AFROBAROMETER STUDY: Batswana want President Lt Gen Ian Khama to justify his policies in parliament. They have also expressed low confi dence on the country’s judiciary. A recent study by the Afro Barometer also indicates that Batswana are concerned about ‘growing corruption’.
Most Batswana say that President Lieutenant General Seretse Khama Ian Khama and officials in his office are corrupt. At least seventy percent of the population hold that opinion, according to a new study by the Afro Barometer.
Batswana who were interviewed by the researchers who include Professors from the University of Botswana indicated that this perception has been growing steadily since Khama took over power from former President, Festus Mogae in 2008.
The study indicates that in 2008, forty-one percent of Batswana thought that the president and officials in his office were corrupt and the figure increased to sixty-one percent in 2012. Fast forward to 2014, the figures have gone up to seventy-percent.
Similarly majority of the population believe that state institution are involved in corruption including the Police, Botswana Unified Revenues Services (BURS), the Judiciary, Members of Parliament and Councillors.
Meanwhile the study further revealed that most Batswana want the country’s President to appear before Parliament every now and then to account for his policies and actions.
According to the study which was released in Gaborone on Thursday evening, eighty four percent of the country’s population want the President to start attending Parliament so that other members of the house who represent different political constituencies can ask him questions.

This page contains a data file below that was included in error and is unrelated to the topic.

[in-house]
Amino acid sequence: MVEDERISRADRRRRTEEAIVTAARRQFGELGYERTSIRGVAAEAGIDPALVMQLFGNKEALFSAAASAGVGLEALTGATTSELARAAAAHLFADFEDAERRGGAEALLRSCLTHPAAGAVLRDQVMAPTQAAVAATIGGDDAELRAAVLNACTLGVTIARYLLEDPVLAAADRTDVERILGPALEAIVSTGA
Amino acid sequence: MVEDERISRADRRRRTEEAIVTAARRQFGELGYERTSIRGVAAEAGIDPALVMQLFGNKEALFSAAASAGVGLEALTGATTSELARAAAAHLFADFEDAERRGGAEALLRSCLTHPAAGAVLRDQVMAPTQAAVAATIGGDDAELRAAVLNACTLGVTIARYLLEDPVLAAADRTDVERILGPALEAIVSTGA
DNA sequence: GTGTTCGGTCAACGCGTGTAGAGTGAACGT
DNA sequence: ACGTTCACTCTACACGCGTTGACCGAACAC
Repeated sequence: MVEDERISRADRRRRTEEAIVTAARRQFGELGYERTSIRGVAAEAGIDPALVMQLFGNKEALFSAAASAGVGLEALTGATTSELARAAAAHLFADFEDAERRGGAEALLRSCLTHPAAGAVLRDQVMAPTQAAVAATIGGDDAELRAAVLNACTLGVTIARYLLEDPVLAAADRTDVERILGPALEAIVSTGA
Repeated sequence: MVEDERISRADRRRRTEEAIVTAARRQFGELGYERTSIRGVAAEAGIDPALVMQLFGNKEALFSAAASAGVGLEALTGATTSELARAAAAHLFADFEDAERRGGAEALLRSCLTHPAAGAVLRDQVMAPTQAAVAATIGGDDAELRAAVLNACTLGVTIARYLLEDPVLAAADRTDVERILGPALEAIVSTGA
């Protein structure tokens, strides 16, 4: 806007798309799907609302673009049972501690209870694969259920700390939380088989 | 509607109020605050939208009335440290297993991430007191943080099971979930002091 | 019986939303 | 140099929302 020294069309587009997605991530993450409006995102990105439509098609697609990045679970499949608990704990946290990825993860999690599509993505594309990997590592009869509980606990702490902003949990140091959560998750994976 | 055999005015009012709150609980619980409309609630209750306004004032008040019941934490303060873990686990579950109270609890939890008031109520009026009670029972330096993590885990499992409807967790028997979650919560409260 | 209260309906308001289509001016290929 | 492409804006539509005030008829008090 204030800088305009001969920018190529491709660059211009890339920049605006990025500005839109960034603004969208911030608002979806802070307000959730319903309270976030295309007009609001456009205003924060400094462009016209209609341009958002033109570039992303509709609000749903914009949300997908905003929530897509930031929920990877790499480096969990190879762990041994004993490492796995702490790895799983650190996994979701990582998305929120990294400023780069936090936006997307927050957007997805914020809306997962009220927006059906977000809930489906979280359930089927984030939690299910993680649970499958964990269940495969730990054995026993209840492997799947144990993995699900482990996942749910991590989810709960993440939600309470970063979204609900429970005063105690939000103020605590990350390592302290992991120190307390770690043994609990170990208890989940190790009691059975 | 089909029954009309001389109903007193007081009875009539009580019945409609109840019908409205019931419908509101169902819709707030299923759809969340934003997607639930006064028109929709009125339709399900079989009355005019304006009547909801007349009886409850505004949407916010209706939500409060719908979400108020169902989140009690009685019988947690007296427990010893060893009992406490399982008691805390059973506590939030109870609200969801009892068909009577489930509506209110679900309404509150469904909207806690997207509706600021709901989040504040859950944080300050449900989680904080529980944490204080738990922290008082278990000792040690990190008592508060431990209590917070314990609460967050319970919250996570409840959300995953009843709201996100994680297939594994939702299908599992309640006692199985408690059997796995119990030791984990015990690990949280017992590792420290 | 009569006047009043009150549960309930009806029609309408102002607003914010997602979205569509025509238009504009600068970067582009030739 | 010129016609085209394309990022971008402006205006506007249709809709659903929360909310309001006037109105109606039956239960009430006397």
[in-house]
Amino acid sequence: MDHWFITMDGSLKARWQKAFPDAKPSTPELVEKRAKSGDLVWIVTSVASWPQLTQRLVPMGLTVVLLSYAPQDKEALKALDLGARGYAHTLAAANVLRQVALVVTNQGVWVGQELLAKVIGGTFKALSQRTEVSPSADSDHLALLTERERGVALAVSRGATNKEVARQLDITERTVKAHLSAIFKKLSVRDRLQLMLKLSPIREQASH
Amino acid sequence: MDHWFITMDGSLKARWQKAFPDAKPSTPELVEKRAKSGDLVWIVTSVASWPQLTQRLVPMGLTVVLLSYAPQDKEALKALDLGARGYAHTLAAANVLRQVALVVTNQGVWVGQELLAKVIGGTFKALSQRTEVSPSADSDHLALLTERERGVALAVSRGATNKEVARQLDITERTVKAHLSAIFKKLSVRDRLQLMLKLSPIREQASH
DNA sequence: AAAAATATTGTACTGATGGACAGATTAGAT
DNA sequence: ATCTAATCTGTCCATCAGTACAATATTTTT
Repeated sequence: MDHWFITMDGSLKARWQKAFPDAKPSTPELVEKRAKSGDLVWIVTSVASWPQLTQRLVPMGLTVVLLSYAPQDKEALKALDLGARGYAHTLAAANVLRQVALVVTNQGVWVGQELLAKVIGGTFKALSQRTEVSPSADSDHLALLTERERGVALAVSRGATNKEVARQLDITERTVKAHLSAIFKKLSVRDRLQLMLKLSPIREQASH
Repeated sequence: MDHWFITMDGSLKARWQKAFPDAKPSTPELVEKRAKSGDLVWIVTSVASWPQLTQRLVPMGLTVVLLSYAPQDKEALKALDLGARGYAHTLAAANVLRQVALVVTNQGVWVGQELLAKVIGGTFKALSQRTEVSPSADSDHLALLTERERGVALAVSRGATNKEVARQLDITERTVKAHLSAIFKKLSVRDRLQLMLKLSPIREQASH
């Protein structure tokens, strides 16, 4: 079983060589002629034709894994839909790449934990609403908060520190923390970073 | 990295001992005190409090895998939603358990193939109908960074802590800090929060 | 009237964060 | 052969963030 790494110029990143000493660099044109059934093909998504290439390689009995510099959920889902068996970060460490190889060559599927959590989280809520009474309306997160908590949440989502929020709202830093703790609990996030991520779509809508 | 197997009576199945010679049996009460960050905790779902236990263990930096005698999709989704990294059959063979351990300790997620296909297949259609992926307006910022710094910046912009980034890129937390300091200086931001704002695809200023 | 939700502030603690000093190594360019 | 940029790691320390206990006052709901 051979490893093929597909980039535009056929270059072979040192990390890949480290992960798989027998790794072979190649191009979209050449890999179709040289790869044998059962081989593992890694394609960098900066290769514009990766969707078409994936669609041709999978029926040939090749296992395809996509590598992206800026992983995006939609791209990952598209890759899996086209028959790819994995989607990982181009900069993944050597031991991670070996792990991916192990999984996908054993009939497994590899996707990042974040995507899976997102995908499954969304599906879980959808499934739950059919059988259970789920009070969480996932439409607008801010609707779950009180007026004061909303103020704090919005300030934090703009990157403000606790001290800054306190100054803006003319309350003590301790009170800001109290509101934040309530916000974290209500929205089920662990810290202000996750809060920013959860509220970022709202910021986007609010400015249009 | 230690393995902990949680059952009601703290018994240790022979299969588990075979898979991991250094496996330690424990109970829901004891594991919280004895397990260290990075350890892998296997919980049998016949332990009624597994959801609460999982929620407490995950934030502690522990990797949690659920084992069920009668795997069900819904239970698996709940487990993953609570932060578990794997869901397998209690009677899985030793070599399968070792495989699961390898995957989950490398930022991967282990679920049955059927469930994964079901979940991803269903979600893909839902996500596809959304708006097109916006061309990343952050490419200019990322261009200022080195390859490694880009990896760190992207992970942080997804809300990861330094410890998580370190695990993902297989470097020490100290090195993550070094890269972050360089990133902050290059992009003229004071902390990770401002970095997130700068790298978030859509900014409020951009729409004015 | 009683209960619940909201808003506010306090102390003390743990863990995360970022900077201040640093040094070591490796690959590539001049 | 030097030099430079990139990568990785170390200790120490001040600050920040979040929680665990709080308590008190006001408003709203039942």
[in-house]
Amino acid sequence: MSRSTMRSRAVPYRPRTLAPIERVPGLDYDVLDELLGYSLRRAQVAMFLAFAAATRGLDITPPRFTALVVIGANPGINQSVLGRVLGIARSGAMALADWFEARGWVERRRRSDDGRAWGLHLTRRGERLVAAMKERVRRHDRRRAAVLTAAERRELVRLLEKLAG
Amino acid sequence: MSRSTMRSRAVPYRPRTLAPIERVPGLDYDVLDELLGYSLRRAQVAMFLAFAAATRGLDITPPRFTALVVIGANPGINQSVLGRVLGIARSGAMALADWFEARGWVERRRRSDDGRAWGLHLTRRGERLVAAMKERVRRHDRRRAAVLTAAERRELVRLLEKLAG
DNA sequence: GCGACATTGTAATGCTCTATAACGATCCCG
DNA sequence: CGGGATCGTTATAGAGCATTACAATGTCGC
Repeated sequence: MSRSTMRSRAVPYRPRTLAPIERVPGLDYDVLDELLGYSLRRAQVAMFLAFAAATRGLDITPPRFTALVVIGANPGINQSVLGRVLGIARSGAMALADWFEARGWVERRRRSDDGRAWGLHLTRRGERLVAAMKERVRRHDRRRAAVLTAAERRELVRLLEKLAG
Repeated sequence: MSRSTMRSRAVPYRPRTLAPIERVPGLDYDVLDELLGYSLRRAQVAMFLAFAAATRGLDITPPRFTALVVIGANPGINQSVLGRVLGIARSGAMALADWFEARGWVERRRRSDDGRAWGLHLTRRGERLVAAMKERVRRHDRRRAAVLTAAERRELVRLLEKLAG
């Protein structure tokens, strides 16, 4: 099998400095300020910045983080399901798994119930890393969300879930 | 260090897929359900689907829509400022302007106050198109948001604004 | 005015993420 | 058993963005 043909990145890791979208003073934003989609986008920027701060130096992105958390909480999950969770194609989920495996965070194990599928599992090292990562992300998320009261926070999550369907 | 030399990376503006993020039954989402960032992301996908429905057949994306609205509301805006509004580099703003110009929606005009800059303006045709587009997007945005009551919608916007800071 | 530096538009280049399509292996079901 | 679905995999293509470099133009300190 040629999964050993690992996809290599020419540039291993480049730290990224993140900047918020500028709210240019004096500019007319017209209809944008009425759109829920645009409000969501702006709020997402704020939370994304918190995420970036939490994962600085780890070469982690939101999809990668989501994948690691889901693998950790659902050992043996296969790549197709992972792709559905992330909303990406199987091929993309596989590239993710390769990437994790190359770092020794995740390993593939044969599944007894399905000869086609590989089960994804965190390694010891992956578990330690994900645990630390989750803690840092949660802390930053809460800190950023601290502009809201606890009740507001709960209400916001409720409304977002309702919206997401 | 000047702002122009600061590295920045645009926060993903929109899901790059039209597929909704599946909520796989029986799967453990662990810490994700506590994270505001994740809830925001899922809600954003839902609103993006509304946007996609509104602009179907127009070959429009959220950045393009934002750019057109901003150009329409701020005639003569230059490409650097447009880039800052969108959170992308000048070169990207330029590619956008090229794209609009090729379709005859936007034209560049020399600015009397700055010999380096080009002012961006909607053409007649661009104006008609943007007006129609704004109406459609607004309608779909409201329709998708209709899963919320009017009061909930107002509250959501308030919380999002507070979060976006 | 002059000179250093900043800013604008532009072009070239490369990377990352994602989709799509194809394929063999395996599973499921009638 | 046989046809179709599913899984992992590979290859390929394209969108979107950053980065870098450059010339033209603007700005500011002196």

“The President is a member of the National Assembly entitled to speak and vote in Parliament. However, the constitution of Botswana is silent on whether the President should appear before Parliament to justify his policies or not. How else does he account when he does not appear before Parliament! He does address kgotla meetings, sit around the fire with elders and rarely addresses press conferences,” explained Professor Mpho Molomo who presented the report.
Even though the President is not directly elected by the people, he has extensive powers and the people believe he is therefore bound to account for his office. This Molomo, believe would be a good practice for democracy as accountability is one of the pillars of democratic governance.